klogd will continue to write to the file - no matter how the name has changed. It's writing to a file handle, not the file name. This is why deleting the file ALSO has no effect until the process that has the file open actually closes it.
If you mv file someelse. The file no longer exist. How klogd can write to it? I did not work. I think I have to live with those charactors at the front of file. Porblem is they "next line", and there are more than 1 k of them.
The problem is that you were truncating the file without killing and restarting klogd. That's no worse that the race condition between making a copy of the log and when the truncation was done. Since klogd has an open file descriptor during the truncation, it knows that it was writing at byte 56,789* of the logfile, and the next message will be written at that byte. The file will have a hole from byte 0 to 56,788. I'm surprised that there were anything but null characters in that space. Depending on the underlying filesystem, the space for that hole could be allocated when the first write happens, when the first read after of the hole, or not at all. If space is allocated, you have done nothing to shrink the file.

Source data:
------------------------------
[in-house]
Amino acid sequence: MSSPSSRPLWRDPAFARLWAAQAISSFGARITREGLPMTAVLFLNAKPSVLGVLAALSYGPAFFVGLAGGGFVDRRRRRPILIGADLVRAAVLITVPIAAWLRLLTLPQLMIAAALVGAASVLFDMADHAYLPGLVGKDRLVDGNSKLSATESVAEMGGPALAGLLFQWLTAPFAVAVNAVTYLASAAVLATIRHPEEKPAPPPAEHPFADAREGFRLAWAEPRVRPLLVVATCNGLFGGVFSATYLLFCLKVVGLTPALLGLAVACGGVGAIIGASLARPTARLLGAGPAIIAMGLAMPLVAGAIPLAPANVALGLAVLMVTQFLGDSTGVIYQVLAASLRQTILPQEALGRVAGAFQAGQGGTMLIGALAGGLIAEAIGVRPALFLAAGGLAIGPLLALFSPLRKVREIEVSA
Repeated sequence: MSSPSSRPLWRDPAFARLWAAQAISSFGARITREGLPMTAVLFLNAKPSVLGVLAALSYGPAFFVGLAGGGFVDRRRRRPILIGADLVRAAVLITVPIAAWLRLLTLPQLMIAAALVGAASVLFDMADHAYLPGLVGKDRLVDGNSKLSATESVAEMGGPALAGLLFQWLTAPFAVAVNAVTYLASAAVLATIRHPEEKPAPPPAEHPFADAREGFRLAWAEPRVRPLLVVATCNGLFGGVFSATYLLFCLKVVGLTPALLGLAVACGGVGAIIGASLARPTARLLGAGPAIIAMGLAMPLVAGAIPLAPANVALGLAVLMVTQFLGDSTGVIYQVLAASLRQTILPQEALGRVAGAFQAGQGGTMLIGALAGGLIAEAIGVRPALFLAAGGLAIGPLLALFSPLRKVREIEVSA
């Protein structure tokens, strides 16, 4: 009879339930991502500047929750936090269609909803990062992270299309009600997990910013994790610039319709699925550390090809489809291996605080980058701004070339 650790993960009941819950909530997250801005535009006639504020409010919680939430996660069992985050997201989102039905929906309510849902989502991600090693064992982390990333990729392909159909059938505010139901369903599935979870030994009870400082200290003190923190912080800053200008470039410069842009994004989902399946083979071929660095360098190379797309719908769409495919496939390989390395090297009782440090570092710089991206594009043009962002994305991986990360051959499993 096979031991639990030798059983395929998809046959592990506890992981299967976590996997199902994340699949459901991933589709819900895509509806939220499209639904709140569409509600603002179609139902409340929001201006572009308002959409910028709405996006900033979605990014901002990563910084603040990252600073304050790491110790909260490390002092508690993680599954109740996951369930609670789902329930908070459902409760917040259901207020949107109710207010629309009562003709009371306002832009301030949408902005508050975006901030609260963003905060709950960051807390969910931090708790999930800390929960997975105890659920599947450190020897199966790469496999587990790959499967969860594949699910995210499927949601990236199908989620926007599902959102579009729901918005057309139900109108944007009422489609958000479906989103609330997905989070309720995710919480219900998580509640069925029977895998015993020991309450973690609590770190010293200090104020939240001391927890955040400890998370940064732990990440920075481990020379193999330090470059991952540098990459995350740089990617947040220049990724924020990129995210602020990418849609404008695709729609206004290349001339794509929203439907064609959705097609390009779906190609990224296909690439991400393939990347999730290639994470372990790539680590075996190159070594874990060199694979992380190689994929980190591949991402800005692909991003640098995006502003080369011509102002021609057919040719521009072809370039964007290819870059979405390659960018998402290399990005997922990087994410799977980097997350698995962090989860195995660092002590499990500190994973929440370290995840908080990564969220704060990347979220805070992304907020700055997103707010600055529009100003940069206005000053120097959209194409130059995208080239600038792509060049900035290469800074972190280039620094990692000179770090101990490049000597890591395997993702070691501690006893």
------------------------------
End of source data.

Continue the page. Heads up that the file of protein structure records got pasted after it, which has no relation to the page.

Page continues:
If you don't want to use syslogd, I suggest killing klogd, moving the file, and then restarting klogd. I believe the kernel has a reasonably sized buffer, so that you shouldn't even lose log messages during this, unless you have a lot of log messages. Your method has a race condition between copying the file and truncating the file where log messages could be lost.
The concept is the same as 'unlink (2)'. The application that is using a file only cares about the file name when it begins using the file. There after, it's referring to a file handle that points to the file on the disk. You can you can delete the file, or move it, and the application does not know this - and does not care. It's still writing to those blocks on the disk.
The "normal" mechanism is to stop and restart the application that is writing to the file. You could also try sending the application a -HUP signal, which may cause it to re-read things - including the filename. This might be as simple as 'killall -HUP klogd' after you truncate the file.